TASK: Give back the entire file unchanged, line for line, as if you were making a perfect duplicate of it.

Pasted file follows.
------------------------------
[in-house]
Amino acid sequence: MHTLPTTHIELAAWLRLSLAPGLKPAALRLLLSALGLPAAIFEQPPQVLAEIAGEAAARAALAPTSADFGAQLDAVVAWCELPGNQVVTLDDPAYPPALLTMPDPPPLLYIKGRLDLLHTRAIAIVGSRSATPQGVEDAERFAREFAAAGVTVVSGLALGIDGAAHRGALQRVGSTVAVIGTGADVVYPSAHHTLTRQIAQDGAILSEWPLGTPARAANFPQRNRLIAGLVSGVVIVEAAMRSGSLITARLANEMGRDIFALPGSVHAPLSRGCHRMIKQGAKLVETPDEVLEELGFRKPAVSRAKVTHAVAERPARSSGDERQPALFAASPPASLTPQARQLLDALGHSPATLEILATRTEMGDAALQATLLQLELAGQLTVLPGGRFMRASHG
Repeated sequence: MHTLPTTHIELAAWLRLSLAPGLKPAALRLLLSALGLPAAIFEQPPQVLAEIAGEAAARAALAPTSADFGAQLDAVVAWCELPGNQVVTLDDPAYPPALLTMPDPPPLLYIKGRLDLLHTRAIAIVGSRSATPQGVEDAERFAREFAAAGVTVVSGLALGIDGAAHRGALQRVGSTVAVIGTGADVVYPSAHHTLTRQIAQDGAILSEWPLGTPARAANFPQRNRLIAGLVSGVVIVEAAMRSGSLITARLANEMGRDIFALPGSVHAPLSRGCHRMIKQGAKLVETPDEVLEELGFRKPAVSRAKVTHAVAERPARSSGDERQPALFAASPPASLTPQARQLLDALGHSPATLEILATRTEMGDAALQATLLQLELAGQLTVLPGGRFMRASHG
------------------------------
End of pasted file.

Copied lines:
[in-house]
Amino acid sequence: MHTLPTTHIELAAWLRLSLAPGLKPAALRLLLSALGLPAAIFEQPPQVLAEIAGEAAARAALAPTSADFGAQLDAVVAWCELPGNQVVTLDDPAYPPALLTMPDPPPLLYIKGRLDLLHTRAIAIVGSRSATPQGVEDAERFAREFAAAGVTVVSGLALGIDGAAHRGALQRVGSTVAVIGTGADVVYPSAHHTLTRQIAQDGAILSEWPLGTPARAANFPQRNRLIAGLVSGVVIVEAAMRSGSLITARLANEMGRDIFALPGSVHAPLSRGCHRMIKQGAKLVETPDEVLEELGFRKPAVSRAKVTHAVAERPARSSGDERQPALFAASPPASLTPQARQLLDALGHSPATLEILATRTEMGDAALQATLLQLELAGQLTVLPGGRFMRASHG
Repeated sequence: MHTLPTTHIELAAWLRLSLAPGLKPAALRLLLSALGLPAAIFEQPPQVLAEIAGEAAARAALAPTSADFGAQLDAVVAWCELPGNQVVTLDDPAYPPALLTMPDPPPLLYIKGRLDLLHTRAIAIVGSRSATPQGVEDAERFAREFAAAGVTVVSGLALGIDGAAHRGALQRVGSTVAVIGTGADVVYPSAHHTLTRQIAQDGAILSEWPLGTPARAANFPQRNRLIAGLVSGVVIVEAAMRSGSLITARLANEMGRDIFALPGSVHAPLSRGCHRMIKQGAKLVETPDEVLEELGFRKPAVSRAKVTHAVAERPARSSGDERQPALFAASPPASLTPQARQLLDALGHSPATLEILATRTEMGDAALQATLLQLELAGQLTVLPGGRFMRASHG